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Women in Jail, 1989

NCJ Number
134732
Date Published
March 1992
Author(s)
Tracy L. Snell, Bureau of Justice Statistics
Publication Type
Publication
Annotation
Interviews with a representative sample of inmates in 424 of the nation's 3,316 jails in 1989 gathered information on the characteristics and backgrounds of women held in locally operated jails.
Abstract

Results revealed that the number of women in local jails increased from 15,769 in 1983 to 37,383 in 1989. Almost half of this increase resulted from more women being held for drug violations. In 1989, more than one in three female inmates were in jail for a drug law offense, up from one in eight in 1983. Among convicted female inmates, nearly two-fifths reported that they had committed their offense under the influence of drugs. In addition, the female inmates were more involved in illegal drugs than were the men. More than half the convicted female inmates had used drugs in the month prior to the current offense, with approximately 40 percent using drugs daily. Furthermore, 57.3 percent of the females and 51.8 percent of the males grew up in homes with one or both parents absent, while the females were at least three times more likely to have been abused before age 18 and five times more likely to have been abused at or after age 18. Tables and description of methodology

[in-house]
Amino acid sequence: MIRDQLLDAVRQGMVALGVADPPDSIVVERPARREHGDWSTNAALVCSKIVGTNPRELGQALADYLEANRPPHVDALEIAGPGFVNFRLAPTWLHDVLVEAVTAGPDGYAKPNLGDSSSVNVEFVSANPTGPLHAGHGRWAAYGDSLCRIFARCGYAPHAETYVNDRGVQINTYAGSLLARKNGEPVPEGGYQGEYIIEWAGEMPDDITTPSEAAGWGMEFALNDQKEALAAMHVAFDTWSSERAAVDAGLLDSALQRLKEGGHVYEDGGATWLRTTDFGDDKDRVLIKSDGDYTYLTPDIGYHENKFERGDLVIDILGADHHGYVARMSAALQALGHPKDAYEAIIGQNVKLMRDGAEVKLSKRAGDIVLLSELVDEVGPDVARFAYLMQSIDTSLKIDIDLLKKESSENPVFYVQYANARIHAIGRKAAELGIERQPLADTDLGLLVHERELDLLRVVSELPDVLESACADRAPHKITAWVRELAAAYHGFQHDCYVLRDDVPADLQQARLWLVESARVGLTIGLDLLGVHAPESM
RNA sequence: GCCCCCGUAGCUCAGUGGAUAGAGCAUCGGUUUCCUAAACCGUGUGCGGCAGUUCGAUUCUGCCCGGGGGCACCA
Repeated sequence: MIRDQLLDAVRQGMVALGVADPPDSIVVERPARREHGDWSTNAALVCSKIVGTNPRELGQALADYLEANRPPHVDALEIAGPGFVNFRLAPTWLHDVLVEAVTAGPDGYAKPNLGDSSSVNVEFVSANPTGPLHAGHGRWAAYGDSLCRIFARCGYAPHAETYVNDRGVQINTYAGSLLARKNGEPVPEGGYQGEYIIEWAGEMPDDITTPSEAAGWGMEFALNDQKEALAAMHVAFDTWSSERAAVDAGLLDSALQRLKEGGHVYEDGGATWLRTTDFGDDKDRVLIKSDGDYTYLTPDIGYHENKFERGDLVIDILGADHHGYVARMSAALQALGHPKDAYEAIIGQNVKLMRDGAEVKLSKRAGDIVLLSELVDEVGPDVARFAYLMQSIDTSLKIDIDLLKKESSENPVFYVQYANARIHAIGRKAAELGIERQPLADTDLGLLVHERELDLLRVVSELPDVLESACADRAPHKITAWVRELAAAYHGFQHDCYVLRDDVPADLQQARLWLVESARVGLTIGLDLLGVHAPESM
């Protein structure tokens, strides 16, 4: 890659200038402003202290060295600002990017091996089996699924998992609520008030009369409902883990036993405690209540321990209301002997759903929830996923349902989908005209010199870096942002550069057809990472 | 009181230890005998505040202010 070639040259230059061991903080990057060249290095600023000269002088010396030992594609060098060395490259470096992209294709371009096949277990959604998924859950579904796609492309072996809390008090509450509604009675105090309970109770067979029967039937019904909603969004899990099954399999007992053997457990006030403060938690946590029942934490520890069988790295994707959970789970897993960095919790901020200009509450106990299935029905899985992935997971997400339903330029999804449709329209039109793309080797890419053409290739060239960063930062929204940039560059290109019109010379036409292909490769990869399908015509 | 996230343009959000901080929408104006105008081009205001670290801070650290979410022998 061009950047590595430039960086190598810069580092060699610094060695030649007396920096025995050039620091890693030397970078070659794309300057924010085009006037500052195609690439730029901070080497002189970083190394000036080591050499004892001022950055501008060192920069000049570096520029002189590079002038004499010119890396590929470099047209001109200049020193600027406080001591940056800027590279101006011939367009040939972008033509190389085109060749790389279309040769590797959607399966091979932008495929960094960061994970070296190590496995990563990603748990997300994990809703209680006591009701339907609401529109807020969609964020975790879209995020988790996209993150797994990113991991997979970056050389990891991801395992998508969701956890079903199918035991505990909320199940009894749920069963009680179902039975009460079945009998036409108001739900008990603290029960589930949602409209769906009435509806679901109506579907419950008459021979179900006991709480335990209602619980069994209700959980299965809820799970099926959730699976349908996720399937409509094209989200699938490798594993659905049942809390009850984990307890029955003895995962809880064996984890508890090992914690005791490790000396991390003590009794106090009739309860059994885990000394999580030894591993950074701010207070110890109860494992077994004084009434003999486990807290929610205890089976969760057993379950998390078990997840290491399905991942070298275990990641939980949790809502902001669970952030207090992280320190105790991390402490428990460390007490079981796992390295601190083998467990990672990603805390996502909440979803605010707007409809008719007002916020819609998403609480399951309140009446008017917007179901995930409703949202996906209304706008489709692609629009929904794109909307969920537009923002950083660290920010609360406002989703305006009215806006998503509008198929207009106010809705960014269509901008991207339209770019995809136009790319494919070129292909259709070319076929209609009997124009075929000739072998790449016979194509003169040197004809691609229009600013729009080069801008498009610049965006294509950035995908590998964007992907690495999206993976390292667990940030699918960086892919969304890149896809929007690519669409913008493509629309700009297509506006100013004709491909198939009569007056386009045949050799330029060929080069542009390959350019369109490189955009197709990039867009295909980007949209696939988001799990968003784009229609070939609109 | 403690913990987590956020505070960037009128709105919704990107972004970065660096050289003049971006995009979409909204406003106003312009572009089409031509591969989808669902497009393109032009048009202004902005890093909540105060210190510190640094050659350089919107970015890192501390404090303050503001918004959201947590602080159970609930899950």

Date Created: January 17, 2012